## Qualcomm Interview Question for Software Engineer / Developers

• 0

Interview Type: In-Person

Comment hidden because of low score. Click to expand.
5
of 5 vote

For each index, calculate what the tallest point in the histogram preceding that index is. This is easy and O(n) because max_before[n] = max (max_before[n-1], histogram[n]). Now, also for each index, calculate a similar max_after array (calculate from the back using max_after[n] = max (histogram[n], max_after[n+1])). Now, for each index n, water_height[n] = min (max_before[n], max_after[n]). At this point, loop over the indices i = 0...n-2 and do:

``````if (water_level[i].floatingPointEquals(water_level[i+1]))
{    area += (water_level[i] - (histogram[i] + histogram[i+1]) / 2);    }
//on a water level transition we have to be careful about where a water level ends
else {
//this all makes sense if you draw it out
double lowerWaterHeight = min (waterLevel[i], waterLevel[i+1]);
double lowerLandHeight = min (histogram[i], histogram[i+1]);
double waterHeightFromBase = lowerWaterHeight - lowerLandHeight;
double fractionOfTile = waterHeightFromBase  / abs(histogram[i+1] - histogram[i]);
area += (fractionOfTile * waterHeightFromBase  / 2);
}``````

Edit: This calculation is for the case when the histogram is represented as a line graph, not a bar graph. In the case of a bar graph, you can use the same technique and the logic will be very similar (the formula will actually be simpler).

The algorithm is linear time overall.

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2
of 2 vote

The first solution takes O(n) space as well as O(n) time. By doubling the time (the time complexity will still be O(n)), we can also find out the volume.
For the sake of simplicity, let us assume that the area of cross-section of each histogram is 1 square unit. Then, the volume of water = Total height of water above all the towers cubic units. The height of water above any given tower is determined by the following formula:
heightOfWater[i] = max(min(LeftMax[i],RightMax[i]) - height[i], 0).

Now, we can look at it as follows. Move from left to right. Start from the left most maximum (the first tower), and move right. All the towers that have lesser height than that will have some amount of water above it, provided there is another tower of height >= it. Consider two towers this way, i and j, such that i < j, and height[i] < height[j] and for all k < j and k > i, height [k] < height[j]. Then, the height of water above each tower is calculated using the formula:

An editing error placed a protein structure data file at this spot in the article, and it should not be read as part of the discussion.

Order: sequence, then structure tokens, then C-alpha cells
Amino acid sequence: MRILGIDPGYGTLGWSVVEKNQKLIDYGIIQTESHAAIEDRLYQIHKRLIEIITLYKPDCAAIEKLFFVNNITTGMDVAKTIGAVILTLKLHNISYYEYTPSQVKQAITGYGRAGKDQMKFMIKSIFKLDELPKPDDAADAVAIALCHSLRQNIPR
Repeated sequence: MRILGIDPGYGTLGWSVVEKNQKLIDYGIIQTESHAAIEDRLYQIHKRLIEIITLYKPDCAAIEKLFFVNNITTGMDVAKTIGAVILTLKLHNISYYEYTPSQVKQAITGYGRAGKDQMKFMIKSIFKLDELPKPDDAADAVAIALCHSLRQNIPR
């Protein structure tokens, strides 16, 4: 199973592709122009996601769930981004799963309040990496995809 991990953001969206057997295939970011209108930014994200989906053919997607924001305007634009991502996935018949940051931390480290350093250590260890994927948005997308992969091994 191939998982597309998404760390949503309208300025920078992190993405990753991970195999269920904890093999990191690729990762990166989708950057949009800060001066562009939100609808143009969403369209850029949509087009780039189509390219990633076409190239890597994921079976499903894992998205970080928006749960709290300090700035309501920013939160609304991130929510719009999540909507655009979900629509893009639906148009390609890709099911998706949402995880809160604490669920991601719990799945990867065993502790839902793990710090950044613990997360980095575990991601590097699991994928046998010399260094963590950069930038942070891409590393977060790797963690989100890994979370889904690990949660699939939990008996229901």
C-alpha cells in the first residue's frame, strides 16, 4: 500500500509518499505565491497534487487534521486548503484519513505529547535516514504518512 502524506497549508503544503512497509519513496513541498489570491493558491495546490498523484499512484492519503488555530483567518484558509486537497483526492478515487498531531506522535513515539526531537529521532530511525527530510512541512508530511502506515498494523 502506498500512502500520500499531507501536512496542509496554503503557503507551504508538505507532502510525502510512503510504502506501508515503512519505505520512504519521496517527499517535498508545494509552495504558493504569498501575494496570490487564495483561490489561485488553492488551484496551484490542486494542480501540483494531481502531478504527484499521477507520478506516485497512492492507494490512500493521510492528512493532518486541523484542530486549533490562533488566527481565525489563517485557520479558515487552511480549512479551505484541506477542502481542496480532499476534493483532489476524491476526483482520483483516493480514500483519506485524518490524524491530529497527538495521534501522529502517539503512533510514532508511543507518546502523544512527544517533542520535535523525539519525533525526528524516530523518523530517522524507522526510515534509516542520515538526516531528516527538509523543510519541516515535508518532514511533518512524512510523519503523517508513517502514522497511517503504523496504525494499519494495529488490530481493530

heightOfWater[k] = height[i] - height[k].
totalHeightOfWater += height[i] - height[k].
Then set i = j and find the next j. If there is no j, then stop.

Now, start moving from the right to the left and do the same, with i > j, and height[i] < height[j] and for all k < i and k > j, height [k] < height[j]. Then, the height of water above each tower is calculated using the formula:
heightOfWater[k] = height[i] - height[k].
totalHeightOfWater += height[i] - height[k].
Then set i = j and find the next j. If there is no j, then stop.

We can calculate the total height of water, while we are calculating individual heights.

Comment hidden because of low score. Click to expand.
0

Awesome explanation! Thx dude :-)

Comment hidden because of low score. Click to expand.
0

No need to double the time. Can be done in one pass.

Comment hidden because of low score. Click to expand.
1
of 1 vote

Here is a solution which I believe should be more readable

Credits to Tristan (Tristan's collection of Interview Question) for his approach

``````int FillWater(int* histogram, int length)
{
int waterCollected = 0;
int *maxLeft = new int [length];
int *maxRight = new int [length];

//For each values, calculate the maximum value to its left
maxLeft = 0;
for(int i = 1; i < length; i++)
{
maxLeft[i] = max(histogram[i-1], maxLeft[i-1]);
}

//For each values, calculate the maximum value to its right
maxRight[length-1] = 0;
for(int i = length - 2; i >= 0; i--)
{
maxRight[i] = max(histogram[i+1], maxRight[i+1]);
}

//At each index, water collected will be collected, if it is a dip
//Amount of water collected will be [min(maxLeft[i], maxRight[i]) - value at that index]
for(int i = 0; i < length; i++)
{
if(maxLeft[i] > histogram[i] && maxRight[i] > histogram[i])
{
waterCollected += (min(maxLeft[i], maxRight[i]) - histogram[i]);
}
}
delete[] maxLeft;
delete[] maxRight;
return waterCollected;
}``````

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0
of 0 vote